Project Insights from “Fostering the Courage to Learn: Student Experience at the Faculty of Dentistry”

Written by: Sabrina Wu, Senior Research Assistant In the Faculty of Dentistry Student Experience project, we partnered with the Faculty of Dentistry to gain a deeper and nuanced understanding of the current Dentistry student experience and how it can be…

The Quiet Power of Silence

Written by Betelehem Gulilat, Content Writer 

Illustrated by Nikhil Parwar, Digital Storyteller 

Why do we as humans feel uncomfortable being in a space of silence? Whether it’s in the middle of a conversation, a work meeting, a stroll outdoors, or staying indoors in solitude, most of us feel unsettled by the absence of sound in almost every aspect of our lives. When silence is used with the right intentions, it can bring a world of meaning to our lives. It leaves us no other choice but to express empathy towards ourselves and others around us.

Project Insights from ‘Celebrating International Students: Being Brave Away from Home’

Written by Robin Martin, Serena Tran & Yuwei Jiang, Design Research Assistants for the Celebrating International Students Project

Illustrations by Nikhil Pawar & Marielle Dilla – Digital Storytellers

The international student experience at the University of Toronto (U of T) is anything but homogenous. The Celebrating International Students project began during the  2019-2020 Design Thinking Experience Program (DTEP), and quickly took off after recognizing just how complex, and at times similar, the challenges of being an international student truly is. Over the last year and a half our research teams have delved into our archive of more than 600 interviews to get a broadened sense of the international student experience from before and during pandemic. We were also grateful to have interviewed several U of T staff in October to round out the data even further.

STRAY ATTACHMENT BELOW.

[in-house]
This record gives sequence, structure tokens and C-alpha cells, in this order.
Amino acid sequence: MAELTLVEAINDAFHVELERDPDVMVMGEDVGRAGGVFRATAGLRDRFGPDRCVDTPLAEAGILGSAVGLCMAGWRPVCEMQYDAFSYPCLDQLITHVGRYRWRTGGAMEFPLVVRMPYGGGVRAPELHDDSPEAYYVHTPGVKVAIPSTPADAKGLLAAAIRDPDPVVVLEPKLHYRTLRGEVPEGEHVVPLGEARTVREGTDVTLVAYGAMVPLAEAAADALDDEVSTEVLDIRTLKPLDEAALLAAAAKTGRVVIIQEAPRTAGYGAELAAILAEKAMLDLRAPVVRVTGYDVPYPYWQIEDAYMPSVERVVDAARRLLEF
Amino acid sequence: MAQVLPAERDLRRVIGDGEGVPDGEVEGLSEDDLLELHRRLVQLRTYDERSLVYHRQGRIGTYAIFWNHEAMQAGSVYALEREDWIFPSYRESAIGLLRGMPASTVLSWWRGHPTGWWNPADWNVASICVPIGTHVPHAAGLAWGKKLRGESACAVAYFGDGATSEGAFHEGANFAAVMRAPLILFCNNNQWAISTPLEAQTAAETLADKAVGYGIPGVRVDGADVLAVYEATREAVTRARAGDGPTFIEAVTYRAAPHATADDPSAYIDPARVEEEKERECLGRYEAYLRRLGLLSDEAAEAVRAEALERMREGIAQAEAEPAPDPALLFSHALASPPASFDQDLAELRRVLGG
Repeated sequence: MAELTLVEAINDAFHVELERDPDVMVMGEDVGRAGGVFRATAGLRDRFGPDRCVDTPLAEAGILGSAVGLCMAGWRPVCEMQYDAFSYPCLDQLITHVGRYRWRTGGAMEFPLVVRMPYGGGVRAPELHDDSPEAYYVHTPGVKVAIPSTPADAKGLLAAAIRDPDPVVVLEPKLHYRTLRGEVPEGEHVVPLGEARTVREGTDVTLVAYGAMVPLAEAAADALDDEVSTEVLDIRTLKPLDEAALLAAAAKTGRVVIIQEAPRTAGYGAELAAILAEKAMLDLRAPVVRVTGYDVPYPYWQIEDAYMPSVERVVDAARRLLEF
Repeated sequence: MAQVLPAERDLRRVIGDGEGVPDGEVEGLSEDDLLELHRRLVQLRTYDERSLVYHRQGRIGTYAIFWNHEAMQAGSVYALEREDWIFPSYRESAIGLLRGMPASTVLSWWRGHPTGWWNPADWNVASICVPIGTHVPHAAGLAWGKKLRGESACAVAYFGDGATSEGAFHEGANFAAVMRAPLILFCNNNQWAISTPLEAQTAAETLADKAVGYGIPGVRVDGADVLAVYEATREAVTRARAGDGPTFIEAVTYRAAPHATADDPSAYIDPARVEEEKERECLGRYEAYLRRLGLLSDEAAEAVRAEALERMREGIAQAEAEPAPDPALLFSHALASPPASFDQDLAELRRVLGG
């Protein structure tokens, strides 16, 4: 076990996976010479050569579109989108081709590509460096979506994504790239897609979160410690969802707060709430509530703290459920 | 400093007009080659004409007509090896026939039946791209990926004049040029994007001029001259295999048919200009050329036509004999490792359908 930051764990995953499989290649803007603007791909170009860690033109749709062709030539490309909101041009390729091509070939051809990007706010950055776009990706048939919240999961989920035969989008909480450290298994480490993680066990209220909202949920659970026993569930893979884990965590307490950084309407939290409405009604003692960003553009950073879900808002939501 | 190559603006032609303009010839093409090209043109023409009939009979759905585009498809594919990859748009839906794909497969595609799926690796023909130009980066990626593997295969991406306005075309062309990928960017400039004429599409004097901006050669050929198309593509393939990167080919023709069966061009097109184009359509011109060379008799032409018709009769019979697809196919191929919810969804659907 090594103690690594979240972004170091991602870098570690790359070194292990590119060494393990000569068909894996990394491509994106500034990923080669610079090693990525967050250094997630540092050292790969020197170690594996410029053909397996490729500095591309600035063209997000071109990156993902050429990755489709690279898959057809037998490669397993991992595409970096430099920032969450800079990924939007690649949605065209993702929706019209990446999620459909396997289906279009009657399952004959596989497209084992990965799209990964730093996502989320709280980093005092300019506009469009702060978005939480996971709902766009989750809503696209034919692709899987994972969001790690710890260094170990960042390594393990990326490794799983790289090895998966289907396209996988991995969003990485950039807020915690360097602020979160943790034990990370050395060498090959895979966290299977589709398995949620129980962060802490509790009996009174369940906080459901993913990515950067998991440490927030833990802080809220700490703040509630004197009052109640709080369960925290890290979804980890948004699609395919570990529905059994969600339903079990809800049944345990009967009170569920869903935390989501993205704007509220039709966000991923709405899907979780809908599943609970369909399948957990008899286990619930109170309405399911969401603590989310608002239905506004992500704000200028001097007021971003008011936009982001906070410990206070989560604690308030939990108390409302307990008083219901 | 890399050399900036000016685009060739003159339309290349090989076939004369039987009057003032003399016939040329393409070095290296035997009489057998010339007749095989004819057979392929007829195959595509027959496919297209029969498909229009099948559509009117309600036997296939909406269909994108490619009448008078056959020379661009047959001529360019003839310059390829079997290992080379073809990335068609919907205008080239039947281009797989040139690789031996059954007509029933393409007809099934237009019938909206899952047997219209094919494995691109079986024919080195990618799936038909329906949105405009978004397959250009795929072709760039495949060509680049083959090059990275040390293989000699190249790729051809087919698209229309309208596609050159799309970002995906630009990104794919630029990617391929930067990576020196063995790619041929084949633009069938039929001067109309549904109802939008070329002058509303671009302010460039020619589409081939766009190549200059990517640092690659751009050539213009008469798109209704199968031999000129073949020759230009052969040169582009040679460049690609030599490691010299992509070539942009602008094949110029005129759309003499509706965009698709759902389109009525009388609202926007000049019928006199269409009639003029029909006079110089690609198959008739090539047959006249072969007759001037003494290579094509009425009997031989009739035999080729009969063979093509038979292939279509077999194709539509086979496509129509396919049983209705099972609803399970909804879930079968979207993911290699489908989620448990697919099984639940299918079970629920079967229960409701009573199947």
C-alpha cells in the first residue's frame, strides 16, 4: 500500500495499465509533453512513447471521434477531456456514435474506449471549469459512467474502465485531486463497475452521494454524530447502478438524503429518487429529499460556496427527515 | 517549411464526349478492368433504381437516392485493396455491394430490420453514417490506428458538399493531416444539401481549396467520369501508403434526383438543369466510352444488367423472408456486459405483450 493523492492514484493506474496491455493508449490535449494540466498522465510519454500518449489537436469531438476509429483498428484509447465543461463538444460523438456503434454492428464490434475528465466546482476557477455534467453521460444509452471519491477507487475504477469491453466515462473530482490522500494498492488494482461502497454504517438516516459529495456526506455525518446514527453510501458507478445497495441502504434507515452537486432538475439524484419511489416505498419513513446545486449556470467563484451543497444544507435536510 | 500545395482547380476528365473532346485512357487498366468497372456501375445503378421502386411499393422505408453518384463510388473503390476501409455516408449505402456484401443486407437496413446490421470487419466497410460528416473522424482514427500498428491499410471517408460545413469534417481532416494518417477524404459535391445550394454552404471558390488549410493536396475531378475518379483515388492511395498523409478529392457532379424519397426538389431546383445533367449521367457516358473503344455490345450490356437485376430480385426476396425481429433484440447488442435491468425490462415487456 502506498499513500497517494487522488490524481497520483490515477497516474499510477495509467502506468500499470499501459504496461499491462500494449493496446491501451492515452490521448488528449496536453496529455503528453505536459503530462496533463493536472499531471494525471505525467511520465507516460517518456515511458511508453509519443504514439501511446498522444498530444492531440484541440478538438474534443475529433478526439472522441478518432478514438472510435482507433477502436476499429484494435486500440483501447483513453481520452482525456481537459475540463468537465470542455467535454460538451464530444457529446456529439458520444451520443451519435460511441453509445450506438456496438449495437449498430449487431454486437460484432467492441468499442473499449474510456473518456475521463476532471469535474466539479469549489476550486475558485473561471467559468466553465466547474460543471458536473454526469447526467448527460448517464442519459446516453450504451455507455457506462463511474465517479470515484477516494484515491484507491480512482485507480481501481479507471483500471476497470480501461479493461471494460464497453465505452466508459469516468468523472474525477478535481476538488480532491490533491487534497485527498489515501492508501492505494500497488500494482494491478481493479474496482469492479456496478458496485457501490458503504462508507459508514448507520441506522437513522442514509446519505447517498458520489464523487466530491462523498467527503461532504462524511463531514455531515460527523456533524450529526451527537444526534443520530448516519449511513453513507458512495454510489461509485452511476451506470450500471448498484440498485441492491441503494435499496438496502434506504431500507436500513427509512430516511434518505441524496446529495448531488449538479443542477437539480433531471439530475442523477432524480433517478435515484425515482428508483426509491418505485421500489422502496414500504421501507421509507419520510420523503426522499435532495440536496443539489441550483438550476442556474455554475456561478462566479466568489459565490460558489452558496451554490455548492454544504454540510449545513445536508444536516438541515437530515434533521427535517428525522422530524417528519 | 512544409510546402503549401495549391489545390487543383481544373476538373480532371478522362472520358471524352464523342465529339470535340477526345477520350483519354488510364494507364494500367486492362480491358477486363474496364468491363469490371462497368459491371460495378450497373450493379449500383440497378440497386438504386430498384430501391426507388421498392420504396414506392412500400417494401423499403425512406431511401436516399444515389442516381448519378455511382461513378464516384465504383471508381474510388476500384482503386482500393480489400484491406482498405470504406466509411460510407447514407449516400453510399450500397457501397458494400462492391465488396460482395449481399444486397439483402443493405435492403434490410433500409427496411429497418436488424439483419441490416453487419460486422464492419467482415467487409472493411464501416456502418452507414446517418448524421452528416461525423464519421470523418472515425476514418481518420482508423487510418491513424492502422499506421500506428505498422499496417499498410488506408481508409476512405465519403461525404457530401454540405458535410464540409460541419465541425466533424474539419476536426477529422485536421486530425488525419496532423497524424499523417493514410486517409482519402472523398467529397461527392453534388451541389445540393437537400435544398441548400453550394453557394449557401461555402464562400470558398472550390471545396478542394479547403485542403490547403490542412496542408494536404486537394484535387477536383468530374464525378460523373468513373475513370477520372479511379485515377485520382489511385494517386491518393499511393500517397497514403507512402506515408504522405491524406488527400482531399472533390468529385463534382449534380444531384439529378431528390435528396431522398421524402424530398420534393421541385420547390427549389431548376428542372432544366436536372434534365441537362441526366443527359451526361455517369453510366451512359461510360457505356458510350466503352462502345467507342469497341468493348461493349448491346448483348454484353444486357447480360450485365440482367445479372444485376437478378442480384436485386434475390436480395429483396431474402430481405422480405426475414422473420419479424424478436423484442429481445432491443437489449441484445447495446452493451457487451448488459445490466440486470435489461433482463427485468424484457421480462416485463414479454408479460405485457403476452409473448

In this blog post, we will be sharing the main insights we have uncovered after interviewing and carefully analyzing our existing data, as well as our team members’ personal reflections from this project. We also share Building Bravery Design Principles to empower one another in celebrating international students at U of T, and a link to our report.

The Art of Active Listening

Written By Betelehem Gulilat, Content Writer

Illustrated By Vlada Gorchkova, Digital Storyteller

Part of what makes us human is the need for forming connections that make us feel truly heard and understood. There is a sense of belonging that comes with feeling supported that allows us to deeply understand ourselves, one another and discover what we find meaningful in our lives. This wouldn’t be possible without the help of active listeners. Through the art of active listening, a simple conversation can inspire change, strengthen relationships, and lead to innovation.

Active listening is fundamentally the ability to attentively understand the meaning behind the words of the speaker without the intrusion of your own thoughts, opinions, and judgment on the matter. Unlike the simple act of listening to words, active listening involves understanding why the person may be feeling a certain way, where they are coming from, and the message you are receiving. (1)

What We Learned from the ‘Let’s Talk About Failure’ Project

Amal smiling to the camera, wearing a black and light pink outfit.
Rosemarie smiling at the camera against a light green background.
Sanskriti is smiling towards the camera, they are outside with trees and scenery in the background

Written by Sanskriti Maheshwari, Rosemarie Shephard, and Amal Yusuf, Data Analysis Researchers for the Let’s Talk About Failure project